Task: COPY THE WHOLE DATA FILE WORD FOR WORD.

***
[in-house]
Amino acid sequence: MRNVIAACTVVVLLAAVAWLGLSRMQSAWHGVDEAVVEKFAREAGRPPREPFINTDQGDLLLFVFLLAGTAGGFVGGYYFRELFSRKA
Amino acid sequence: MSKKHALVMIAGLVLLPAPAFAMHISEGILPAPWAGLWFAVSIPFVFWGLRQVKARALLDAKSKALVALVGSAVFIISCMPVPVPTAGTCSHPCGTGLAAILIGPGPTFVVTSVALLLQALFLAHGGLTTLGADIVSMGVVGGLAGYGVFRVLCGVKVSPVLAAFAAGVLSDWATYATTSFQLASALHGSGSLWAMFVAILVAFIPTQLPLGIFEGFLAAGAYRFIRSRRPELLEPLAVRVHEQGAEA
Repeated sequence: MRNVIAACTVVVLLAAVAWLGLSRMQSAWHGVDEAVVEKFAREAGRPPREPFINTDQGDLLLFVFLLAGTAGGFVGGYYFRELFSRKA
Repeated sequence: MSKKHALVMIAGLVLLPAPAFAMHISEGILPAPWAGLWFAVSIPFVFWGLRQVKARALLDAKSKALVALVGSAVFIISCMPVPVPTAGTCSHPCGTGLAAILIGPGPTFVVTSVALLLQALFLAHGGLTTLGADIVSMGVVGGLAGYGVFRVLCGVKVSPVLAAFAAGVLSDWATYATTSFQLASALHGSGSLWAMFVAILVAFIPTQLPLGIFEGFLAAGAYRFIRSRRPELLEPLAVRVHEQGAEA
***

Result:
[in-house]
Amino acid sequence: MRNVIAACTVVVLLAAVAWLGLSRMQSAWHGVDEAVVEKFAREAGRPPREPFINTDQGDLLLFVFLLAGTAGGFVGGYYFRELFSRKA
Amino acid sequence: MSKKHALVMIAGLVLLPAPAFAMHISEGILPAPWAGLWFAVSIPFVFWGLRQVKARALLDAKSKALVALVGSAVFIISCMPVPVPTAGTCSHPCGTGLAAILIGPGPTFVVTSVALLLQALFLAHGGLTTLGADIVSMGVVGGLAGYGVFRVLCGVKVSPVLAAFAAGVLSDWATYATTSFQLASALHGSGSLWAMFVAILVAFIPTQLPLGIFEGFLAAGAYRFIRSRRPELLEPLAVRVHEQGAEA
Repeated sequence: MRNVIAACTVVVLLAAVAWLGLSRMQSAWHGVDEAVVEKFAREAGRPPREPFINTDQGDLLLFVFLLAGTAGGFVGGYYFRELFSRKA
Repeated sequence: MSKKHALVMIAGLVLLPAPAFAMHISEGILPAPWAGLWFAVSIPFVFWGLRQVKARALLDAKSKALVALVGSAVFIISCMPVPVPTAGTCSHPCGTGLAAILIGPGPTFVVTSVALLLQALFLAHGGLTTLGADIVSMGVVGGLAGYGVFRVLCGVKVSPVLAAFAAGVLSDWATYATTSFQLASALHGSGSLWAMFVAILVAFIPTQLPLGIFEGFLAAGAYRFIRSRRPELLEPLAVRVHEQGAEA